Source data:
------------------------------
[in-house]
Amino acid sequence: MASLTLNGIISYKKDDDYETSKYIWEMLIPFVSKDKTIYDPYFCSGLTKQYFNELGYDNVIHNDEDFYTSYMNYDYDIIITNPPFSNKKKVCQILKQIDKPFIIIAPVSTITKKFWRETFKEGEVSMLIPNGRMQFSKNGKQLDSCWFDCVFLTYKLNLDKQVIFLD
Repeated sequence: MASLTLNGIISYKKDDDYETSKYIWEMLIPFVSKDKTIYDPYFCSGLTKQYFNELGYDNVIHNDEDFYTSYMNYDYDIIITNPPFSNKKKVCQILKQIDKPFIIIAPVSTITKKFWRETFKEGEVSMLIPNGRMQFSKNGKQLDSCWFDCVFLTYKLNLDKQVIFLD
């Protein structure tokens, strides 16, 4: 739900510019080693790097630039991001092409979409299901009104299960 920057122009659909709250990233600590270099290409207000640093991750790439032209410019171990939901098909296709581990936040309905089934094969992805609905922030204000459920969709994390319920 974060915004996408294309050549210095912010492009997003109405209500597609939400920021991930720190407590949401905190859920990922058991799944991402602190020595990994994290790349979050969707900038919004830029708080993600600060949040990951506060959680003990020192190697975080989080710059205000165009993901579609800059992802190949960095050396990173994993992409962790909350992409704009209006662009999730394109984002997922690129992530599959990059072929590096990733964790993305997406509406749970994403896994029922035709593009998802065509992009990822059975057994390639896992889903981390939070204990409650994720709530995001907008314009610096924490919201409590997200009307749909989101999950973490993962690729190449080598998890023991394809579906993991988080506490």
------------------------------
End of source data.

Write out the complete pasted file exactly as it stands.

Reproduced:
[in-house]
Amino acid sequence: MASLTLNGIISYKKDDDYETSKYIWEMLIPFVSKDKTIYDPYFCSGLTKQYFNELGYDNVIHNDEDFYTSYMNYDYDIIITNPPFSNKKKVCQILKQIDKPFIIIAPVSTITKKFWRETFKEGEVSMLIPNGRMQFSKNGKQLDSCWFDCVFLTYKLNLDKQVIFLD
Repeated sequence: MASLTLNGIISYKKDDDYETSKYIWEMLIPFVSKDKTIYDPYFCSGLTKQYFNELGYDNVIHNDEDFYTSYMNYDYDIIITNPPFSNKKKVCQILKQIDKPFIIIAPVSTITKKFWRETFKEGEVSMLIPNGRMQFSKNGKQLDSCWFDCVFLTYKLNLDKQVIFLD
């Protein structure tokens, strides 16, 4: 739900510019080693790097630039991001092409979409299901009104299960 920057122009659909709250990233600590270099290409207000640093991750790439032209410019171990939901098909296709581990936040309905089934094969992805609905922030204000459920969709994390319920 974060915004996408294309050549210095912010492009997003109405209500597609939400920021991930720190407590949401905190859920990922058991799944991402602190020595990994994290790349979050969707900038919004830029708080993600600060949040990951506060959680003990020192190697975080989080710059205000165009993901579609800059992802190949960095050396990173994993992409962790909350992409704009209006662009999730394109984002997922690129992530599959990059072929590096990733964790993305997406509406749970994403896994029922035709593009998802065509992009990822059975057994390639896992889903981390939070204990409650994720709530995001907008314009610096924490919201409590997200009307749909989101999950973490993962690729190449080598998890023991394809579906993991988080506490």